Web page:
There are also policies within the Conservation Element that call out hardwood trees for protection. Oak trees as well as other hardwood trees are listed in the recommended stock list in Section 15-283(a). Live Oak and Magnolia trees that are 24-inches DBH or greater are specimen trees require double the mitigation compared to other trees. Conservation Element Policy CON1.12.1 states “Orange County shall augment its protection of vegetated resources in urban areas, including but not limited to the tree protection ordinance. This action would ensure that high quality trees would receive greater protection in the development review process, require preservation of valuable tree species, prohibit indiscriminate clearing, require replacement and maintenance measures, and establish ratios for replacement if removal is unavoidable.” This comprehensive plan policy is codified by the Arbor Code in Section 15-276(b). Section 15-278 stipulates that it shall be unlawful for any person to, or cause to, destroy, permanently injure or remove any protected tree without first obtaining a tree removal permit or other removal authorization or otherwise show that the tree qualifies for an exception in Section 15-279, which list the exceptions and exemptions. If a healthy/viable tree is removed through a tree removal permit, the corresponding number of inches removed must be replaced or mitigated in accordance with Section 15-283(d). Mitigation may be through replanting, payment into the tree fund or a combination of replanting and payment. If a healthy/viable tree is removed without a permit and such removal is not an exception or exemption, a restoration plan (including erosion control) is required for approval by the Zoning Manager, and mitigation is required at twice the normal replacement ratio.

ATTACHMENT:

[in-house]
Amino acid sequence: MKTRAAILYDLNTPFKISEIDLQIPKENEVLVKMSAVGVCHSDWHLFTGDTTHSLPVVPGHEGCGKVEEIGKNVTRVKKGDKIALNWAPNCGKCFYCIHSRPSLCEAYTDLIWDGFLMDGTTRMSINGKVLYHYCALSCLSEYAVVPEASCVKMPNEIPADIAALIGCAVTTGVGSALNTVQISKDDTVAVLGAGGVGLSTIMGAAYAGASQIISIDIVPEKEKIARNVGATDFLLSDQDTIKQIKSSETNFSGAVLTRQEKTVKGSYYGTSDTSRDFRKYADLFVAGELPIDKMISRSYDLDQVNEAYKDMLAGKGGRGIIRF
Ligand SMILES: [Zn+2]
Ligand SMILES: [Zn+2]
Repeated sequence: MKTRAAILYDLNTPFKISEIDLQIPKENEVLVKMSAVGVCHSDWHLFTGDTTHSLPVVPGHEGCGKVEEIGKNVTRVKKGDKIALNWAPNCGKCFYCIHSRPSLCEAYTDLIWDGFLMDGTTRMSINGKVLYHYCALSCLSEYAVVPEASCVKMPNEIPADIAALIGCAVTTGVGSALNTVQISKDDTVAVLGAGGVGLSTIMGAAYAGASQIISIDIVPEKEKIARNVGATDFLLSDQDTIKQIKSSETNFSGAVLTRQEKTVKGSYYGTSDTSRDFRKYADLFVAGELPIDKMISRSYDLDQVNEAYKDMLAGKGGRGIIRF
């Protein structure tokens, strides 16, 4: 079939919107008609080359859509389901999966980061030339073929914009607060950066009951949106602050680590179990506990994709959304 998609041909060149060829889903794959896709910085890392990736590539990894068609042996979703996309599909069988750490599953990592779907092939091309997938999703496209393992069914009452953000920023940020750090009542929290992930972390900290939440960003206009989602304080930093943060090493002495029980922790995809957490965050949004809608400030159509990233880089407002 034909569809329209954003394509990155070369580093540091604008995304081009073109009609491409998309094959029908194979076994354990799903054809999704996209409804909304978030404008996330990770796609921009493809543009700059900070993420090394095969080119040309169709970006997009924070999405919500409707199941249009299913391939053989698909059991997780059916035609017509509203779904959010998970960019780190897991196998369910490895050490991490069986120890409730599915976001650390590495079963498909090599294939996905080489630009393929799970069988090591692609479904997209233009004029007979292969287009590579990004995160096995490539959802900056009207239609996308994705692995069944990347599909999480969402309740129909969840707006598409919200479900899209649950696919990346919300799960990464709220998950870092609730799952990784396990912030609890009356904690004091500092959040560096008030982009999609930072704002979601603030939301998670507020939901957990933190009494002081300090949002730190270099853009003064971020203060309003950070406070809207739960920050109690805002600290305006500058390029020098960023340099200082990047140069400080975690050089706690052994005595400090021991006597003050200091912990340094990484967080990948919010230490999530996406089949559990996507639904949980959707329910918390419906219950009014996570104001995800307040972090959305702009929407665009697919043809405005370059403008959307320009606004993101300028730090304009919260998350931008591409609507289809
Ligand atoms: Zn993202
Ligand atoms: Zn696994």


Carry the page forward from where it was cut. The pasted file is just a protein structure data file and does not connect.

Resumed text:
Q. What is a homeowner allowed to remove? When do they need a permit? Under the exceptions in Section 15-279(9), the removal of trees on single-family residential lots which are two (2) acres or less in size and which are occupied are not required to obtain a tree removal permit.